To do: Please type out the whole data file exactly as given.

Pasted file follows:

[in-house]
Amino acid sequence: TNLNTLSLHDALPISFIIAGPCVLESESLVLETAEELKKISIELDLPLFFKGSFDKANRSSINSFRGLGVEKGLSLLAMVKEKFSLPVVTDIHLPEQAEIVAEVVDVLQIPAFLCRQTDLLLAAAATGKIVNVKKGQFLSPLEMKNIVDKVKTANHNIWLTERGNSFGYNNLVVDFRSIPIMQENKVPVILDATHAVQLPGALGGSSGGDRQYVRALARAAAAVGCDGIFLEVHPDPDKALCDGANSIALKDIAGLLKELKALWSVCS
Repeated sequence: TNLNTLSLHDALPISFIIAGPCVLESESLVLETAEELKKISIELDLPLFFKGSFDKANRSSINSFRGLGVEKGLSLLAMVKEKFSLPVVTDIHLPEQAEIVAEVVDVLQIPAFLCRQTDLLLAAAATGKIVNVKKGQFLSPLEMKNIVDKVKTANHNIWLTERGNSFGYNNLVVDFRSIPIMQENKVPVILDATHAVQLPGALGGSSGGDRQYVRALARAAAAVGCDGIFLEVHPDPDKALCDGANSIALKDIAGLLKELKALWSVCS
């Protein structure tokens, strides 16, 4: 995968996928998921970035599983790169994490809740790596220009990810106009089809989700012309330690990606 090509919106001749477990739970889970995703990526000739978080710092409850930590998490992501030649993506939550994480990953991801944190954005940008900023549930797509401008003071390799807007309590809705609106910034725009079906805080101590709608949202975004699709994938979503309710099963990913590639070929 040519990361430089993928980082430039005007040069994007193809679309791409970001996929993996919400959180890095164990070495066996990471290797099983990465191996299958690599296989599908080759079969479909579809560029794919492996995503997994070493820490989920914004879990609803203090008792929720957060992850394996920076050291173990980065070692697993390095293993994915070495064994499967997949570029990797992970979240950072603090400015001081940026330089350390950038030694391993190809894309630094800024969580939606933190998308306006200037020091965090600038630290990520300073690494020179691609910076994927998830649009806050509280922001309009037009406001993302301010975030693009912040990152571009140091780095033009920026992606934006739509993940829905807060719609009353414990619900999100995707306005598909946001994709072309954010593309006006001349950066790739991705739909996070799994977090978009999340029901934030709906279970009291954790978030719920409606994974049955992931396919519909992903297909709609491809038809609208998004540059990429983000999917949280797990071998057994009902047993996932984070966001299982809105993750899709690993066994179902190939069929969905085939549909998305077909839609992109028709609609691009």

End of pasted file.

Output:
[in-house]
Amino acid sequence: TNLNTLSLHDALPISFIIAGPCVLESESLVLETAEELKKISIELDLPLFFKGSFDKANRSSINSFRGLGVEKGLSLLAMVKEKFSLPVVTDIHLPEQAEIVAEVVDVLQIPAFLCRQTDLLLAAAATGKIVNVKKGQFLSPLEMKNIVDKVKTANHNIWLTERGNSFGYNNLVVDFRSIPIMQENKVPVILDATHAVQLPGALGGSSGGDRQYVRALARAAAAVGCDGIFLEVHPDPDKALCDGANSIALKDIAGLLKELKALWSVCS
Repeated sequence: TNLNTLSLHDALPISFIIAGPCVLESESLVLETAEELKKISIELDLPLFFKGSFDKANRSSINSFRGLGVEKGLSLLAMVKEKFSLPVVTDIHLPEQAEIVAEVVDVLQIPAFLCRQTDLLLAAAATGKIVNVKKGQFLSPLEMKNIVDKVKTANHNIWLTERGNSFGYNNLVVDFRSIPIMQENKVPVILDATHAVQLPGALGGSSGGDRQYVRALARAAAAVGCDGIFLEVHPDPDKALCDGANSIALKDIAGLLKELKALWSVCS
């Protein structure tokens, strides 16, 4: 995968996928998921970035599983790169994490809740790596220009990810106009089809989700012309330690990606 090509919106001749477990739970889970995703990526000739978080710092409850930590998490992501030649993506939550994480990953991801944190954005940008900023549930797509401008003071390799807007309590809705609106910034725009079906805080101590709608949202975004699709994938979503309710099963990913590639070929 040519990361430089993928980082430039005007040069994007193809679309791409970001996929993996919400959180890095164990070495066996990471290797099983990465191996299958690599296989599908080759079969479909579809560029794919492996995503997994070493820490989920914004879990609803203090008792929720957060992850394996920076050291173990980065070692697993390095293993994915070495064994499967997949570029990797992970979240950072603090400015001081940026330089350390950038030694391993190809894309630094800024969580939606933190998308306006200037020091965090600038630290990520300073690494020179691609910076994927998830649009806050509280922001309009037009406001993302301010975030693009912040990152571009140091780095033009920026992606934006739509993940829905807060719609009353414990619900999100995707306005598909946001994709072309954010593309006006001349950066790739991705739909996070799994977090978009999340029901934030709906279970009291954790978030719920409606994974049955992931396919519909992903297909709609491809038809609208998004540059990429983000999917949280797990071998057994009902047993996932984070966001299982809105993750899709690993066994179902190939069929969905085939549909998305077909839609992109028709609609691009």